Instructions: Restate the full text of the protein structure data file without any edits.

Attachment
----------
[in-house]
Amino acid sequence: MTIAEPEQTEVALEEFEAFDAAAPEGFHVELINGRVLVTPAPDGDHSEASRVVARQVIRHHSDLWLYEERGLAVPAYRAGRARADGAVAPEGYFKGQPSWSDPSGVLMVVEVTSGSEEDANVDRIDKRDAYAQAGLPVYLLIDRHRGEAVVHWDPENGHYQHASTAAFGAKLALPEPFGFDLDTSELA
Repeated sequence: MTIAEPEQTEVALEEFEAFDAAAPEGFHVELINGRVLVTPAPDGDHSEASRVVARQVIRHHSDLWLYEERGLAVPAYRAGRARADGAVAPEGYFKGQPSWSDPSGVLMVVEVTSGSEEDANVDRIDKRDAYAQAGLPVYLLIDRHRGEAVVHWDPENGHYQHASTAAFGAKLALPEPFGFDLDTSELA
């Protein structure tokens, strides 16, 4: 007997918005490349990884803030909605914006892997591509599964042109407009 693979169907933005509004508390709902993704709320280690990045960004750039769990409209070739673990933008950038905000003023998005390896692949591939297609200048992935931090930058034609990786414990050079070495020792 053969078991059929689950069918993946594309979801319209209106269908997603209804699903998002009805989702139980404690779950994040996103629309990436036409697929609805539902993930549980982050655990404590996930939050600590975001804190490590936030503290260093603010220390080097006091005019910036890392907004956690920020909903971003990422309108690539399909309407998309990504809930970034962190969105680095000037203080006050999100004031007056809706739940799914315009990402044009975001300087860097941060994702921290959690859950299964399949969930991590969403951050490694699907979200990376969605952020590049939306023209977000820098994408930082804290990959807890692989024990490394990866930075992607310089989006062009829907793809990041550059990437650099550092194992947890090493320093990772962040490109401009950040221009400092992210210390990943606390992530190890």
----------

[in-house]
Amino acid sequence: MTIAEPEQTEVALEEFEAFDAAAPEGFHVELINGRVLVTPAPDGDHSEASRVVARQVIRHHSDLWLYEERGLAVPAYRAGRARADGAVAPEGYFKGQPSWSDPSGVLMVVEVTSGSEEDANVDRIDKRDAYAQAGLPVYLLIDRHRGEAVVHWDPENGHYQHASTAAFGAKLALPEPFGFDLDTSELA
Repeated sequence: MTIAEPEQTEVALEEFEAFDAAAPEGFHVELINGRVLVTPAPDGDHSEASRVVARQVIRHHSDLWLYEERGLAVPAYRAGRARADGAVAPEGYFKGQPSWSDPSGVLMVVEVTSGSEEDANVDRIDKRDAYAQAGLPVYLLIDRHRGEAVVHWDPENGHYQHASTAAFGAKLALPEPFGFDLDTSELA
């Protein structure tokens, strides 16, 4: 007997918005490349990884803030909605914006892997591509599964042109407009 693979169907933005509004508390709902993704709320280690990045960004750039769990409209070739673990933008950038905000003023998005390896692949591939297609200048992935931090930058034609990786414990050079070495020792 053969078991059929689950069918993946594309979801319209209106269908997603209804699903998002009805989702139980404690779950994040996103629309990436036409697929609805539902993930549980982050655990404590996930939050600590975001804190490590936030503290260093603010220390080097006091005019910036890392907004956690920020909903971003990422309108690539399909309407998309990504809930970034962190969105680095000037203080006050999100004031007056809706739940799914315009990402044009975001300087860097941060994702921290959690859950299964399949969930991590969403951050490694699907979200990376969605952020590049939306023209977000820098994408930082804290990959807890692989024990490394990866930075992607310089989006062009829907793809990041550059990437650099550092194992947890090493320093990772962040490109401009950040221009400092992210210390990943606390992530190890």